“Making puree has only one real hurdle: Ideally, the pumpkin must be cut in half. I don’t expect to accomplish that in a single stroke. Using a large, heavy knife, I make one cut into the pumpkin. If I’m lucky, that cut will gain me enough leverage to pry the squash in two. (Sometimes I have to make a second cut to get a longer opening. I then use the knife to begin to split the pumpkin in half, and I finish the break using my hands.) If the split of the pumpkin isn’t perfect, you can trim the halves so they will sit flat in the pan. If the pumpkin has broken into several pieces, that’s okay. Next, use a big spoon to remove the seeds from the pumpkin halves. Line a large roasting pan with aluminum foil. Place the halves or pieces, flat side down, in the pan; add just enough water to cover the bottom of the pan. Transfer to a 350-degree oven and bake until the flesh is easily pierced with a fork. Depending on the size of the pumpkin, that can take anywhere from 45 to 75 minutes. Let the pumpkin cool, then flip the halves over and scrape the flesh away from the skin. Puree the flesh in a food processor until smooth.”

    recipe adapted from The New York Times
    1/2 cup milk
    1 envelope unflavored gelatin (1 tbsp)
    2 cups light 25% cream
    1 cup pureed pumpkin, (you can use squash or sweet potato)
    1/2 cup sugar (increase if required)
    2 teaspoon pumpkin pie spice (or cinnamon powder)
    • Put 1/2 cup of the milk in a 6- or 8-cup saucepan, and sprinkle the gelatin over it. Let sit for 5 minutes. Meanwhile, blend together the cream, pumpkin, sugar and pumpkin pie spice. The mixture should be perfectly smooth, so it is best to use a blender.
    • Turn the heat under the saucepan to low, and cook the milk, stirring occasionally, until the gelatin dissolves. Pour in the cream mixture, and turn the heat to medium. Cook, stirring occasionally, until steam rises. Turn off the heat, and ladle or pour the mixture into 8 4-ounce ramekins or other containers.
    • Chill the panna cotta until firm, and serve, with creme fraiche or whipped cream if you like.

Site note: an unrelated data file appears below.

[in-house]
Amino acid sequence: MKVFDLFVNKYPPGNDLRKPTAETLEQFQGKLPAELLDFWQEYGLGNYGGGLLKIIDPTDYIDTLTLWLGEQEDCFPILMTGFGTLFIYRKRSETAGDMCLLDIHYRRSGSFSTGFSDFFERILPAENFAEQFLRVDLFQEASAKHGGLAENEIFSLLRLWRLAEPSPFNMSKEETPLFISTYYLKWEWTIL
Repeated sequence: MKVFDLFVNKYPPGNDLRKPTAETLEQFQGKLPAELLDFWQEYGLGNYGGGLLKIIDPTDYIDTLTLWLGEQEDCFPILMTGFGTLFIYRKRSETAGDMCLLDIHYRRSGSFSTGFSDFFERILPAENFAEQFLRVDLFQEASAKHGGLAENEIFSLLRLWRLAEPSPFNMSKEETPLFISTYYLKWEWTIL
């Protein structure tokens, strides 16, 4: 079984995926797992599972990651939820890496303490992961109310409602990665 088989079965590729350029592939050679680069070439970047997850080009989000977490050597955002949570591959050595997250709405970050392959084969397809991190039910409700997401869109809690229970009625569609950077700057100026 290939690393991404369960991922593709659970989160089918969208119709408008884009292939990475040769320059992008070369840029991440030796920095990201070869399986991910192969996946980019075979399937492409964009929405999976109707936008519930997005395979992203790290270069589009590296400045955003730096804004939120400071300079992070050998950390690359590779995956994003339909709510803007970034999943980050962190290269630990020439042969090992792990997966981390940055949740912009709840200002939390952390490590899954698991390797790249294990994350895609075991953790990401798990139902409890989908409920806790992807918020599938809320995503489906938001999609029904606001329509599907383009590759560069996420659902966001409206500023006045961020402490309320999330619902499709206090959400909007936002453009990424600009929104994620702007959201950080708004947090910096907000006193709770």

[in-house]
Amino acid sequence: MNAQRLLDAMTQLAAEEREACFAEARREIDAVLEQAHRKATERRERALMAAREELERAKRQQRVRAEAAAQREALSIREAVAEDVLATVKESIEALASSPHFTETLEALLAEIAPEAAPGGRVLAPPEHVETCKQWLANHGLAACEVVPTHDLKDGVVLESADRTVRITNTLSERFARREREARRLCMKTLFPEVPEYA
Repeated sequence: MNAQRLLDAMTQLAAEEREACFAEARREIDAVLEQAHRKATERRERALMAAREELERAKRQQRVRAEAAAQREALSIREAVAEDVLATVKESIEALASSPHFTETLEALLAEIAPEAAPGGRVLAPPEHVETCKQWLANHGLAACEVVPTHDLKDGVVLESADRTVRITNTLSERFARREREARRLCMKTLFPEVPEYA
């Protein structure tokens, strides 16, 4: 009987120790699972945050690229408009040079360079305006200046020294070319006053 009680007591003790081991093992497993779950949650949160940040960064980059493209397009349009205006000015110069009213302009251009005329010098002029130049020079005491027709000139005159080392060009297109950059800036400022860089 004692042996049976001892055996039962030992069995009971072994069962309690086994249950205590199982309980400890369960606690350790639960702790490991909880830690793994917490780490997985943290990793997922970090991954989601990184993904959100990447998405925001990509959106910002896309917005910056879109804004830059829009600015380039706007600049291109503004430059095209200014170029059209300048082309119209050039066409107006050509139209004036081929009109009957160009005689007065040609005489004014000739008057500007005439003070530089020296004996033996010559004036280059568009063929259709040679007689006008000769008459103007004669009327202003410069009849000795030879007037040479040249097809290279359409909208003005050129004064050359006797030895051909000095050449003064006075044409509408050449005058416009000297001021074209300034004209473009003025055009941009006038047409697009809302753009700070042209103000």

• I topped the chilled panna cotta with a thinned chocolate ganache & caramel mixture, a dusting of pumpkin pie spice & vanilla sugar.
    • YIELD 8 servings

    Pumpkin pairings Pumpkin is a good companion with many flavors including apples, bourbon and rum, caramel, cinnamon, cloves, raisins, coconut, honey, maple syrup, pecans and vanilla. Pumpkin Bread Pudding with Caramel Sauce teams the winter gourd with several of those tastes.
    Caramel sauce is sold in jars but making it from scratch requires just three ingredients and only a few more minutes to put together. Butter, dark brown sugar and cream mingle in a sauce pan until the sugar melts and a rich sauce develops. If you are thinking of cooking a fresh pumpkin for a dessert recipe, don’t. It takes quite a bit of time (chopping, seeding, boiling, scraping) and you’re likely to be unhappy with the results. The cooked pumpkin probably will be watery and less flavorful than its concentrated canned counterpart. Pumpkins, just like all nature’s bounty, are not created equal.

    The result was deliciously wicked, creamy & SATISFYING! Am so glad I tried it. The kids loved it too. So it’s being shared at “the huge tables set under twisting grapevines, Italian food and drink from one end to the other, laughing, singing, and dancing, while the sound of mandolins playing in the background, of course without a doubt Sinatra and Dino too” that Marie @ Proud Italian Cook & Maryann @ Finding La Dolce Vita are promising at their 2nd annual Festa Italiana!! Will you be there??